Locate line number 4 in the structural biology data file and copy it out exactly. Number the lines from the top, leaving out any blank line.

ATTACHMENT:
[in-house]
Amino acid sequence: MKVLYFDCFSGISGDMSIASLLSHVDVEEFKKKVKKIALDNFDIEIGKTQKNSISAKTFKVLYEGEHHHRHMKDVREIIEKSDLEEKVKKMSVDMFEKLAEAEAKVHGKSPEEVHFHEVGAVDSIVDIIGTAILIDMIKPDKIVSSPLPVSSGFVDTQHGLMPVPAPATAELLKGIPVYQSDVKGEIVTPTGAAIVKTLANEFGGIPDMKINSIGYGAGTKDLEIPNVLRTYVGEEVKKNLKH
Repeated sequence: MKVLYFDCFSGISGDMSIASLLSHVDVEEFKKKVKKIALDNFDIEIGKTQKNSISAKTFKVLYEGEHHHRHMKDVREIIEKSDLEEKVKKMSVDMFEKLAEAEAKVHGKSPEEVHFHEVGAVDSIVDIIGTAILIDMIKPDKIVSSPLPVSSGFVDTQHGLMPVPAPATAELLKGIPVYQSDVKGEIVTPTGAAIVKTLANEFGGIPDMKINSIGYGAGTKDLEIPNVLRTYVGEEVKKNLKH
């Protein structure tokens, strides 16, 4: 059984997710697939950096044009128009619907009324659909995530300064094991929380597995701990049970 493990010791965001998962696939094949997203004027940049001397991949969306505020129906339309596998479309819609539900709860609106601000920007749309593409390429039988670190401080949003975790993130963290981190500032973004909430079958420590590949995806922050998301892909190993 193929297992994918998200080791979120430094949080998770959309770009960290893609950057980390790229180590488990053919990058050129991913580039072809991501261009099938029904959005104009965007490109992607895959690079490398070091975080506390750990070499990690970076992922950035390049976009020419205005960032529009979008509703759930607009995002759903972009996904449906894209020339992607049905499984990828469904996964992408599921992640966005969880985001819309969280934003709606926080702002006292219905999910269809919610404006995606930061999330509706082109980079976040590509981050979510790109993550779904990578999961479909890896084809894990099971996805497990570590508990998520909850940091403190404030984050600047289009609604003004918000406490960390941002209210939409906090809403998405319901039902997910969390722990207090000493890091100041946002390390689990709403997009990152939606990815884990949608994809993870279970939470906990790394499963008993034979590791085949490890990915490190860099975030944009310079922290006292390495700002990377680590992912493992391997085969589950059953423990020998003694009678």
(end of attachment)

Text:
């Protein structure tokens, strides 16, 4: 059984997710697939950096044009128009619907009324659909995530300064094991929380597995701990049970 493990010791965001998962696939094949997203004027940049001397991949969306505020129906339309596998479309819609539900709860609106601000920007749309593409390429039988670190401080949003975790993130963290981190500032973004909430079958420590590949995806922050998301892909190993 193929297992994918998200080791979120430094949080998770959309770009960290893609950057980390790229180590488990053919990058050129991913580039072809991501261009099938029904959005104009965007490109992607895959690079490398070091975080506390750990070499990690970076992922950035390049976009020419205005960032529009979008509703759930607009995002759903972009996904449906894209020339992607049905499984990828469904996964992408599921992640966005969880985001819309969280934003709606926080702002006292219905999910269809919610404006995606930061999330509706082109980079976040590509981050979510790109993550779904990578999961479909890896084809894990099971996805497990570590508990998520909850940091403190404030984050600047289009609604003004918000406490960390941002209210939409906090809403998405319901039902997910969390722990207090000493890091100041946002390390689990709403997009990152939606990815884990949608994809993870279970939470906990790394499963008993034979590791085949490890990915490190860099975030944009310079922290006292390495700002990377680590992912493992391997085969589950059953423990020998003694009678």